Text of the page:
Lira Souza Gonzaga enjoys a wine tasting in a Voyager Estate vineyard. Margaret River, WA, 2019.

It is with great pleasure we announce and congratulate Lira Souza Gonzaga who will soon be awarded a PhD from the University of Adelaide for her thesis titled Sensory Characterisation of Australian Cabernet Sauvignon Wine Typicity.  The external examiners who reviewed Lira’s thesis recommended she be awarded a PhD unconditionally!


Lira will be the first student from the current Australian Research Council Training Centre for Innovative Wine Production (ARC TC-IWP) to qualify for the award.


Lira joined the Centre in July 2018 after completing a Bachelor in Food Engineering at the Universidade Federal de Lavras in Lavras, Brazil.  Starting as a Master of Philosophy (MPhil) candidate, due to excellent progress Lira was awarded an upgrade to a PhD in June 2020 to extend the scope of her research.


“Lira has always impressed me with her ambition and goal setting, which along with her intellectual and personal qualities, have enabled her to make excellent progress with her research in a relatively short period of time.”

Lira’s principal supervisor, Associate Professor David Jeffery of The University of Adelaide


“Lira’s work was innovative and used different sensory methodologies with experts, trained panellists, and consumers to explore a range of aspects related to the definition of regional sensory characters of Cabernet Sauvignon wines, with a focus on those from Coonawarra,” said David.


This research has so far resulted in three peer reviewed publications with Lira as lead author:


    • A research article titled Using content analysis to characterise the sensory typicity and quality judgements of Australian Cabernet Sauvignon wines, published in the journal Foods (2019). This research compared > 2,500 expert wine writers web based Cabernet Sauvignon reviews, to build regional sensory profiles.  This was followed up with an expert panel who tasted 84 Cabernet Sauvignon wines from four regions, to analyse their sensory properties and assign quality scores for each wine.  Information from the wine writers reviews and the expert panel determined the descriptors ‘floral’, ‘complexity’, ‘balanced’, ‘full body’ and ‘fine’ were commonly associated with silver and gold medal winning wines.


    • A research article titled Sensory typicity of regional Australian Cabernet Sauvignon wines according to expert evaluations and descriptive analysis, published in Food Research International (2020).  An expert panel of wine tasters was tasked with sorting the 84 Cabernet Sauvignon wines (unaware of where the wines were from) based on similar sensory properties.  Several sensory drivers were identified to separate wines from different regions such as ‘mint’ and ‘dark fruits’ being important for Coonawarra wine profiles, ‘floral’ and ‘green pepper’ for Margaret River, ‘stemmy’ for Yarra Valley, and ‘barnyard’ and ‘savoury’ differentiating Bordeaux wines from the other regions.  Descriptive analysis undertaken by trained panellists, on a subset of 52 wines, yielded agreement with the experts in relation to the sensory descriptors linked to the different wine regions.


“Doing this PhD was a life changing experience.  It not only gave me a chance to move to Australia and fall in love with this country, but it also took me from being a humble university student to a professional researcher putting in practice everything that I have learnt.”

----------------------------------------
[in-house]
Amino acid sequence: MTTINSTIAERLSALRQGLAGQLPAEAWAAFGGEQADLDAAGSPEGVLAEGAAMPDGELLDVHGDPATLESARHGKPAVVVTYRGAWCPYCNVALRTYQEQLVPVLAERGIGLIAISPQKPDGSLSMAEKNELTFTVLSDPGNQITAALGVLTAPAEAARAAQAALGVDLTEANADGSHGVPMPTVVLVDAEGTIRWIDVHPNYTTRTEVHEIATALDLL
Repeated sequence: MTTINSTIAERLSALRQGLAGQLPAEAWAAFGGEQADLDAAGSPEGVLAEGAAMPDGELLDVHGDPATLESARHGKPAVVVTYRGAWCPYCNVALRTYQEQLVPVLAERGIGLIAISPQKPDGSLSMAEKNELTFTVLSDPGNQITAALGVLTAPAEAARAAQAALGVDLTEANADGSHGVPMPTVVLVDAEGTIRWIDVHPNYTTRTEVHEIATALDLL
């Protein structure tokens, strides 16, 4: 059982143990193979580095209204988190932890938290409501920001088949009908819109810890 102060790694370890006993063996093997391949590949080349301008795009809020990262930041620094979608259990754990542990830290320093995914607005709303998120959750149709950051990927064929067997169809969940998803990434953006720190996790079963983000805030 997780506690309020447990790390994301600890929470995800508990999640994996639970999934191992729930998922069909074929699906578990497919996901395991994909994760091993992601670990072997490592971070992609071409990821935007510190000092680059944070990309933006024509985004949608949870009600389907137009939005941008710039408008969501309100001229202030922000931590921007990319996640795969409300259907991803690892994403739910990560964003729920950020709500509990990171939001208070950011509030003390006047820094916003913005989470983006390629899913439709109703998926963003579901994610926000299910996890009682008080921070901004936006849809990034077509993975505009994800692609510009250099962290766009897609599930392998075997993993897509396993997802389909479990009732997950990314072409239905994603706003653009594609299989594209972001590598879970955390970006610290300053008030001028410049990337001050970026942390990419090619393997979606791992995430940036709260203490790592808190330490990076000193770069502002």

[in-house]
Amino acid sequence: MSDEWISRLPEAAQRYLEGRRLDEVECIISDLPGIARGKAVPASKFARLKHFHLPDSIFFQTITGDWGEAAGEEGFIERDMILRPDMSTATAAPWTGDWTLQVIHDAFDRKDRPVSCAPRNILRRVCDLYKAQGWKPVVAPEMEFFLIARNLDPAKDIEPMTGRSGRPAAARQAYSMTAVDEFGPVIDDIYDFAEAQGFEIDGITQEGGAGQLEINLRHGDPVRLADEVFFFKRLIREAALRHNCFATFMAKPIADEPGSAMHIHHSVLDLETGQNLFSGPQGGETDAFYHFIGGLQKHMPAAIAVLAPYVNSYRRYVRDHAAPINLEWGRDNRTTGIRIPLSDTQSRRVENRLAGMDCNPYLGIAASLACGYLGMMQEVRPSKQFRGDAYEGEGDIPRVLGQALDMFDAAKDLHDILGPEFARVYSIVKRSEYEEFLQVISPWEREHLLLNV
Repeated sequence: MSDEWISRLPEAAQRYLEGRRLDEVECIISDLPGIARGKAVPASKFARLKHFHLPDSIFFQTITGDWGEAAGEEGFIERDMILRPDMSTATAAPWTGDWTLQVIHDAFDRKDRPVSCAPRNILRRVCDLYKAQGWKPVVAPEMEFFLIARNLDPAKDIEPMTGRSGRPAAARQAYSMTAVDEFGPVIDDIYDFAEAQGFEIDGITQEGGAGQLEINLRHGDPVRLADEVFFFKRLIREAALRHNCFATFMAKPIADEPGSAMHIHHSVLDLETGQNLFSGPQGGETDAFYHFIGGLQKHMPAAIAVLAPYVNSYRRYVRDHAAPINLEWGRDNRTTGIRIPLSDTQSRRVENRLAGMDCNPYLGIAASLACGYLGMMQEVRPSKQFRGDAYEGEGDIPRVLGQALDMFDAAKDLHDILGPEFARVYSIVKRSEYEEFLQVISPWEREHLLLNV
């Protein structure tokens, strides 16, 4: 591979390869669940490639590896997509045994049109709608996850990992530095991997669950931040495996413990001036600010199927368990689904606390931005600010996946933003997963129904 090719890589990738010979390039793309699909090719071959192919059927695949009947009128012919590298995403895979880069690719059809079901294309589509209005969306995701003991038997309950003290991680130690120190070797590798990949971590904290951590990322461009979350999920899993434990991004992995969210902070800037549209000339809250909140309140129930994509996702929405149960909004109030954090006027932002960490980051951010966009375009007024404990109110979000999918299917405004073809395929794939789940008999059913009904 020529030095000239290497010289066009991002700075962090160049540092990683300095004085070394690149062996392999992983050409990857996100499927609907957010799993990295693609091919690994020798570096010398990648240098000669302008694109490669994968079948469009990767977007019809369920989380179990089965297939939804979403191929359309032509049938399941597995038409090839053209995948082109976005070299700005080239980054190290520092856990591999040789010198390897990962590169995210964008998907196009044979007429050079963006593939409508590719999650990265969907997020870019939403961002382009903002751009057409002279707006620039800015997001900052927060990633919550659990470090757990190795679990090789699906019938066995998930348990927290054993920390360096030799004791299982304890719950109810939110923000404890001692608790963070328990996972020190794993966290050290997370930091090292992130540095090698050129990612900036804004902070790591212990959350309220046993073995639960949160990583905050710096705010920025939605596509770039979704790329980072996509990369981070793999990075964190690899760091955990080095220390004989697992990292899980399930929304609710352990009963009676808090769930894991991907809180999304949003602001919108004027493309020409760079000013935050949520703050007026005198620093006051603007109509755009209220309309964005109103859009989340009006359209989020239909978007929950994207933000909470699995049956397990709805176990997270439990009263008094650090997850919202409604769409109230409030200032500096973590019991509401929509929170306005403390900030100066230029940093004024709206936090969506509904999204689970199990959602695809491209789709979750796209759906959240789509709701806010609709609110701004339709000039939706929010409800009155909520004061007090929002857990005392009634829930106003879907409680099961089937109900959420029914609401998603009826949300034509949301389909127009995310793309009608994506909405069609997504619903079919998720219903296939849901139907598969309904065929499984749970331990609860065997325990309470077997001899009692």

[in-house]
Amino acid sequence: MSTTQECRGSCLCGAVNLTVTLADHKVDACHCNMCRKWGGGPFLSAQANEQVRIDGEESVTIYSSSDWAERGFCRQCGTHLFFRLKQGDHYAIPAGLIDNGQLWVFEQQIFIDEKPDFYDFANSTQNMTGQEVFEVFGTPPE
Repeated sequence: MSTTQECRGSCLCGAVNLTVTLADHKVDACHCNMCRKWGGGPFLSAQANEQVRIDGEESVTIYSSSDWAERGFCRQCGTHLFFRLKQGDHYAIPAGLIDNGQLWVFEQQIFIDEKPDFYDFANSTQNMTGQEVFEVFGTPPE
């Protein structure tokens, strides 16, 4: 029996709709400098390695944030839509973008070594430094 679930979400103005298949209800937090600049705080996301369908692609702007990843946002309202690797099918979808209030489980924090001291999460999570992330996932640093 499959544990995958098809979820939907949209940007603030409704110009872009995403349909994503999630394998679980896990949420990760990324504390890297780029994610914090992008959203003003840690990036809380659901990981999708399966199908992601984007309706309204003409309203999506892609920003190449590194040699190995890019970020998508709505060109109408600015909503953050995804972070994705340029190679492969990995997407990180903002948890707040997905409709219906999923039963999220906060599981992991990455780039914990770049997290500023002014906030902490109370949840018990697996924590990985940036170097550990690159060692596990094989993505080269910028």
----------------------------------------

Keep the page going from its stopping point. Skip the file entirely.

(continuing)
Lira Souza Gonzaga, The University of Adelaide


Lira Souza Gonzaga presents her latest research at a Centre workshop held at Urrbrae House in May 2019.

Throughout her time in the Centre, Lira has actively communicated her research and findings to the wine industry and other wine science researchers at a number of workshops and conferences, including the 2019 Australian Wine Industry Technical Conference, 2020 XVIII International Terroir Conference and 2021 Crush Symposium.


“I would not be here if it wasn’t for the amazing team that not only trusted me, but supported and encouraged me through this journey.  I will forever be grateful to my supervisors Dave Jeffery, Sue Bastian, and Dimitra Capone. It was also great to be part of something bigger like the ARC TC-IWP, so I am immensely thankful for the support I was provided,” Lira said.


Lira’s research findings, in conjunction with others from the project team, may enable grape growers and winemakers to develop practices that can specifically alter grape and wine composition to develop targeted and desirable wine styles with higher value.


Lira is using the knowledge and skills developed through her PhD in her current role as Research Associate at the University of Adelaide, where she is working on a project investigating the characteristics of Barossa Valley terroir expressed in the sensory profiles of Shiraz wines.


The Centre wishes Lira all the best for her future and looks forward to continuing to work with her in her current role.

Lira was awarded a scholarship by the Australian Research Council Training Centre for Innovative Wine Production with supplementary scholarships from the School of Agriculture, Food and Wine at the University of Adelaide and Wine Australia (WA Ph1804).  Lira’s research was generously supported by the Centre’s industry partners Coonawarra Grape & Wine Incorporated and CSIRO as well as the University of Adelaide.


The ARC Training Centre for Innovative Wine Production is funded by the Australian Government through the Australian Research Council’s Industrial Transformation Research Program (project IC170100008), the University of Adelaide and research and industry partners.